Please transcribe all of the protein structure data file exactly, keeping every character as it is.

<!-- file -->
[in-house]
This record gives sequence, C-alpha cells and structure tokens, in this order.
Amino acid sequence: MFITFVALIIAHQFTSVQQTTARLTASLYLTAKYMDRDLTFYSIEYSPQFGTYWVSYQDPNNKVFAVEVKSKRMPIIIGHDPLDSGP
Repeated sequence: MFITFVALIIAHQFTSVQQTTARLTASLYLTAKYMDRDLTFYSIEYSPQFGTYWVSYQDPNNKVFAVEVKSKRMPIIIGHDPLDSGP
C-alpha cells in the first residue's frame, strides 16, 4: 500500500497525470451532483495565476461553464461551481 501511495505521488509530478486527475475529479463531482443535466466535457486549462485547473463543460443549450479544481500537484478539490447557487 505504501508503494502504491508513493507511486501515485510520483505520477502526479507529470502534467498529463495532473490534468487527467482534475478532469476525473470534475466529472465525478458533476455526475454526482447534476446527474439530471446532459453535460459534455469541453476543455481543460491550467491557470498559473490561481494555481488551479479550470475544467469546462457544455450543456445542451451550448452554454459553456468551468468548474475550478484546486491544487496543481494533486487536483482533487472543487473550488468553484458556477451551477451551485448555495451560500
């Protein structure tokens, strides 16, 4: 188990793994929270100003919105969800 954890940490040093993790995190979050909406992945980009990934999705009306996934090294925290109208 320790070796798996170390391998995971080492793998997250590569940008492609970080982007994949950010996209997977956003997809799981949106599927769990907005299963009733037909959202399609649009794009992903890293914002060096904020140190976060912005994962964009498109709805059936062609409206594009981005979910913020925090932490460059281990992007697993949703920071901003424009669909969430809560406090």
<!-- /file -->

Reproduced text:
[in-house]
This record gives sequence, C-alpha cells and structure tokens, in this order.
Amino acid sequence: MFITFVALIIAHQFTSVQQTTARLTASLYLTAKYMDRDLTFYSIEYSPQFGTYWVSYQDPNNKVFAVEVKSKRMPIIIGHDPLDSGP
Repeated sequence: MFITFVALIIAHQFTSVQQTTARLTASLYLTAKYMDRDLTFYSIEYSPQFGTYWVSYQDPNNKVFAVEVKSKRMPIIIGHDPLDSGP
C-alpha cells in the first residue's frame, strides 16, 4: 500500500497525470451532483495565476461553464461551481 501511495505521488509530478486527475475529479463531482443535466466535457486549462485547473463543460443549450479544481500537484478539490447557487 505504501508503494502504491508513493507511486501515485510520483505520477502526479507529470502534467498529463495532473490534468487527467482534475478532469476525473470534475466529472465525478458533476455526475454526482447534476446527474439530471446532459453535460459534455469541453476543455481543460491550467491557470498559473490561481494555481488551479479550470475544467469546462457544455450543456445542451451550448452554454459553456468551468468548474475550478484546486491544487496543481494533486487536483482533487472543487473550488468553484458556477451551477451551485448555495451560500
């Protein structure tokens, strides 16, 4: 188990793994929270100003919105969800 954890940490040093993790995190979050909406992945980009990934999705009306996934090294925290109208 320790070796798996170390391998995971080492793998997250590569940008492609970080982007994949950010996209997977956003997809799981949106599927769990907005299963009733037909959202399609649009794009992903890293914002060096904020140190976060912005994962964009498109709805059936062609409206594009981005979910913020925090932490460059281990992007697993949703920071901003424009669909969430809560406090």